And it's scented. And it produces hips. Sounds like a winner!

Monday, March 23, 2015

In Praise of Magnolia 'Jane'

These are the beautiful tulip sized flowers of Magnolia 'Jane'. 


Undeterred by that unexpected snow, or the fierce winds that can sweep across the lake, Magnolia 'Jane' is in full glory. Here in north Texas (zone 8a), fat purple buds appear in February and the blooms continue for weeks.


A couple of years ago I planted two of them in the bed that fronts the pool deck. Full grown they will be ten or twelve feet tall and we'll be able to see them from the window seat in the dining room. Of course my mind's eye sees a full pool lake gleaming blue behind them - garden fantasies!


I planted a third 'Jane' in the front yard where it's just starting to show over the garden wall. 
There are more than a hundred different types of magnolias, some evergreen and some deciduous.


Once the flowers have passed 'Jane' will have thick medium green leaves about four inches long.
By the end of summer the leaves often show some fungal damage in the few weeks before they drop, but the overall health of the shrub has not be affected.

Monday, March 16, 2015

Adding Texture to an Acrylic Painting


We have had buckets of welcome rain this last week! The lake has been steadily rising, and water is back under the boathouse - it's shallow, but it's progress.

And I've been in my studio making progress of my own..
This is the now completed painting 'Swallows'. I wrote about this piece in a previous post, musing on some of the work I knew needed to be done with color and composition.
 And then I decided it needed texture.


Going back in time, here it is on the easel about two thirds complete, with it's bright under painting in full glow, and its compositional pieces floating around like untethered boats.


Before pulling the composition into line, I glazed the painting with subdued shades of gray and blue.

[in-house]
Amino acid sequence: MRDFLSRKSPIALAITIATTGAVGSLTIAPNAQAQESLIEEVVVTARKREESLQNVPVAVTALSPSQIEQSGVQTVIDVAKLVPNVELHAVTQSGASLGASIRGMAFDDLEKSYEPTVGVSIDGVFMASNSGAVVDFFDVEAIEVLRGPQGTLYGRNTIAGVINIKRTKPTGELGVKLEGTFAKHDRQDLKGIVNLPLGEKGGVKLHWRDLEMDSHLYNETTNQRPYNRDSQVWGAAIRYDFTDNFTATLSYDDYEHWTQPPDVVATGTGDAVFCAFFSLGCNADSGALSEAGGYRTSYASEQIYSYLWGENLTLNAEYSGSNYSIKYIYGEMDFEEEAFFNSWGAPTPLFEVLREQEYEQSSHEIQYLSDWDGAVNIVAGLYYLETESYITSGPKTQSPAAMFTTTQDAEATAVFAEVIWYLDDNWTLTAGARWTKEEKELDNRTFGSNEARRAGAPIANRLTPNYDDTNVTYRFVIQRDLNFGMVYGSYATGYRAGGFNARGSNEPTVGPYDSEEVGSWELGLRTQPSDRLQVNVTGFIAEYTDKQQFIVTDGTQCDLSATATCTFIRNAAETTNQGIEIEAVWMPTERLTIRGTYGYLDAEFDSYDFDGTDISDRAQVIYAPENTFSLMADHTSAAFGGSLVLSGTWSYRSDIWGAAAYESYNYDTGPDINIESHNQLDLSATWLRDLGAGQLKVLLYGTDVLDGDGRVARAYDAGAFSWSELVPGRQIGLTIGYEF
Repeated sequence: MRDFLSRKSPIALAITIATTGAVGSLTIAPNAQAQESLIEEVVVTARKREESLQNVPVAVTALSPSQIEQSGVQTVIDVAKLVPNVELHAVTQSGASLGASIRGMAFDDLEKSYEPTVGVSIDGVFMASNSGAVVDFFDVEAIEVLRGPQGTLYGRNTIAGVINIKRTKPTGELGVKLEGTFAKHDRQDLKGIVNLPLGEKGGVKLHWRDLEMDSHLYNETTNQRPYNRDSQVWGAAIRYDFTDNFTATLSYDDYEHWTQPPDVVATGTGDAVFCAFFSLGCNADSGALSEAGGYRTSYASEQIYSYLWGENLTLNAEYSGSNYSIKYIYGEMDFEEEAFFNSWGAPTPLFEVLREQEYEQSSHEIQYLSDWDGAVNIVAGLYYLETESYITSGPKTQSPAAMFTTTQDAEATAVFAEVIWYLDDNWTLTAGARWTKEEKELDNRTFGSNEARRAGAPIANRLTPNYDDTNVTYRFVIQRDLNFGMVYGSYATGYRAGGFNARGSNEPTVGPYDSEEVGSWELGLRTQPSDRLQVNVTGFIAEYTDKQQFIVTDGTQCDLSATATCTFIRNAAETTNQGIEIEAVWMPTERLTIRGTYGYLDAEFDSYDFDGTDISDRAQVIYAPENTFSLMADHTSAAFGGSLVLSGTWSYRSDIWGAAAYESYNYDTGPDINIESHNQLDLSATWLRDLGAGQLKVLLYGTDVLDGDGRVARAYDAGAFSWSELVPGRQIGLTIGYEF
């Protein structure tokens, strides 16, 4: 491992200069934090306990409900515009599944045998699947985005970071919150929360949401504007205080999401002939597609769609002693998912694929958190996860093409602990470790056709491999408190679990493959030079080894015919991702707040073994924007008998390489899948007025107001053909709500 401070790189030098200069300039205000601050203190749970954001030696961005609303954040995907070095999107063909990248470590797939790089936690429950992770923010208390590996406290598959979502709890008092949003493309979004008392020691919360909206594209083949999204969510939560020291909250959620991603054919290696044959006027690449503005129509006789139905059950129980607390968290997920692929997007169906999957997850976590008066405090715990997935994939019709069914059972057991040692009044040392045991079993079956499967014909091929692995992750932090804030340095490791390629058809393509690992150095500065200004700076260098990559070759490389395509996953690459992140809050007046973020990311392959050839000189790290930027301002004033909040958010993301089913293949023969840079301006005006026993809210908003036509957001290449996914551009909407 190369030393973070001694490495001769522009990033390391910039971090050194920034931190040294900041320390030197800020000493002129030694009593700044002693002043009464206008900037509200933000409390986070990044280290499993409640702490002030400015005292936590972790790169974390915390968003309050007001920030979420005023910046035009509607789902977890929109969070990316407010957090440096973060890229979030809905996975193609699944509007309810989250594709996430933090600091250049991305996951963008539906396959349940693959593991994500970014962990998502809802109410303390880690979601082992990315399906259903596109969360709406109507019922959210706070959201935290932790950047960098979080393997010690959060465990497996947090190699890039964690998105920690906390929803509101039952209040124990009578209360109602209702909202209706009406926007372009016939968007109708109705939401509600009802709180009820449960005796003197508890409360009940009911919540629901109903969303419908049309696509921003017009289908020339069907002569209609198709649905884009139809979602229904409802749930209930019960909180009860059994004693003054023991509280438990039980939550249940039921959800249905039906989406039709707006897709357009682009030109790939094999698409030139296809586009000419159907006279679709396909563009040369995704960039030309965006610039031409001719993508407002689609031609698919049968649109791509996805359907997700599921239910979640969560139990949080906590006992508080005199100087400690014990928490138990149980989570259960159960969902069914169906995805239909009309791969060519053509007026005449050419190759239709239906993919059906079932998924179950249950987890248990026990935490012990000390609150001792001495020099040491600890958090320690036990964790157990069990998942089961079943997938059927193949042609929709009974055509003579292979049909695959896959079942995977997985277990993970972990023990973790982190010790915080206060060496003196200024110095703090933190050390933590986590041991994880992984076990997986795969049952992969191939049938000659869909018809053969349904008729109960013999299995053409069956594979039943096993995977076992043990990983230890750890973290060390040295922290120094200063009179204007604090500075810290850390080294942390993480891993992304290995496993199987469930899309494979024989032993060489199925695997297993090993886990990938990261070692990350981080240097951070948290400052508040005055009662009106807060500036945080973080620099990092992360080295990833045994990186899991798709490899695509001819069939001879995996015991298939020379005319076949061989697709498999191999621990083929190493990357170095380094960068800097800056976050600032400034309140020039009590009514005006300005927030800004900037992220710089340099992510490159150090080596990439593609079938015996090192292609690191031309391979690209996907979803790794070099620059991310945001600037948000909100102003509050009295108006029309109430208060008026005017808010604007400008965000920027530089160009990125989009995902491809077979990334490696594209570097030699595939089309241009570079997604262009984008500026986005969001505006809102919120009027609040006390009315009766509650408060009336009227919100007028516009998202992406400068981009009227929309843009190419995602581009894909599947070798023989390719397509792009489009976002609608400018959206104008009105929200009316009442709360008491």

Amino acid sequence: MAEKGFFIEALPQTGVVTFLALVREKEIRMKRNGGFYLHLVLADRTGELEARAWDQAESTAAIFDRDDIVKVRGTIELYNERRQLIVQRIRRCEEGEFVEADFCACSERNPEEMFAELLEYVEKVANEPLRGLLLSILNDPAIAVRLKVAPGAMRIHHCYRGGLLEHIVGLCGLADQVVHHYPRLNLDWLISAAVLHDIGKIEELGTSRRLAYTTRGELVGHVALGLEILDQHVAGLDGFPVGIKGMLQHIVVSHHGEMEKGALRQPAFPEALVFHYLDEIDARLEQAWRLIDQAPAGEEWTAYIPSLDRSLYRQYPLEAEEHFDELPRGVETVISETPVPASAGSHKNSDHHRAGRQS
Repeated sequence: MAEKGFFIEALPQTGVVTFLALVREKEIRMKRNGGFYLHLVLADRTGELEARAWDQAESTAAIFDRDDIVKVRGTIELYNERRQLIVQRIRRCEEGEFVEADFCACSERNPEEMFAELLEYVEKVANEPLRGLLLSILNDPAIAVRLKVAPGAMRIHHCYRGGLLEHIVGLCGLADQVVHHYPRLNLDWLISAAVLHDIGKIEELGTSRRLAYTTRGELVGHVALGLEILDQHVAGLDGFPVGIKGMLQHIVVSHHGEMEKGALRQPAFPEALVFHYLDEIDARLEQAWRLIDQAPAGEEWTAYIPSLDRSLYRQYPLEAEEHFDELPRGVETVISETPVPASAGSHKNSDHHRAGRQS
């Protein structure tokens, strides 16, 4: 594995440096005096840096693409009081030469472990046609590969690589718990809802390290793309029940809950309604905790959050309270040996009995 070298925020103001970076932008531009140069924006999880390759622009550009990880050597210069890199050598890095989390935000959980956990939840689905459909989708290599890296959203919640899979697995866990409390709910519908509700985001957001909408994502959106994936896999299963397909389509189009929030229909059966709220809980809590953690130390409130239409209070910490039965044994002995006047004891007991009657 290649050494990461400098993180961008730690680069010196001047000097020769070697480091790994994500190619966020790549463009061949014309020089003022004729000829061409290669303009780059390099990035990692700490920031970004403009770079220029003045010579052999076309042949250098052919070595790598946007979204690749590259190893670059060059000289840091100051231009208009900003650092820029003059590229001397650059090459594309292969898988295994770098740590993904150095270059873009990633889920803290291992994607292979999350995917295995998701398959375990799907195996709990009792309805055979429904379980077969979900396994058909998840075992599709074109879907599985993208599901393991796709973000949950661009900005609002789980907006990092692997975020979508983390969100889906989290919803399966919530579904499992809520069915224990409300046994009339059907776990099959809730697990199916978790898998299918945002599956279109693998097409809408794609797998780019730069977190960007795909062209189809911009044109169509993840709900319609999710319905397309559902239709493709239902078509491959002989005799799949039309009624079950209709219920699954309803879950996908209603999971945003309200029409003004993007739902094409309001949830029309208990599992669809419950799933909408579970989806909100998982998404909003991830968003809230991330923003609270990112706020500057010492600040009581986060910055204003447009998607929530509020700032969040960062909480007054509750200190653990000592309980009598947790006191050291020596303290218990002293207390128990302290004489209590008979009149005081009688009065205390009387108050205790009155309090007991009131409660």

For those of you who don't paint, shades are colors that have been altered by the addition of black to reduce their brightness.
 It helped, but it wasn't enough. During the fall and winter months the dried beach grasses create a maze of subtle textures. So I decided to apply a variety of different papers to the surface of the painting to enhance that effect.


Made from natural fibers, these beautiful papers are largely transparent allowing the painting to show through.  They are applied by brushing under and over the torn pieces with the same acrylic medium that is used to thin paint to a glaze consistency.

Taped above the painting is the original color sketch.
The color is certainly dramatically subdued from my first quick strokes of paint!


Here's a close-up of the new texture before I continued to paint over the top of the papers.


And once again here is the final version.
The composition has been pulled into balance by eliminating some colors and using a gradation of color in other areas to guide the eye in a rough figure eight around the canvas.


The original and print editions will be available at
suzanneoldham.com

Sunday, March 8, 2015

Snow?

Yes, Dallas has seen snow again this week.
We are about thirty degrees below our usual temperatures for this time of year.
Here's Kye hoping those balcony railings are just a bit too slippery for that squirrel up there!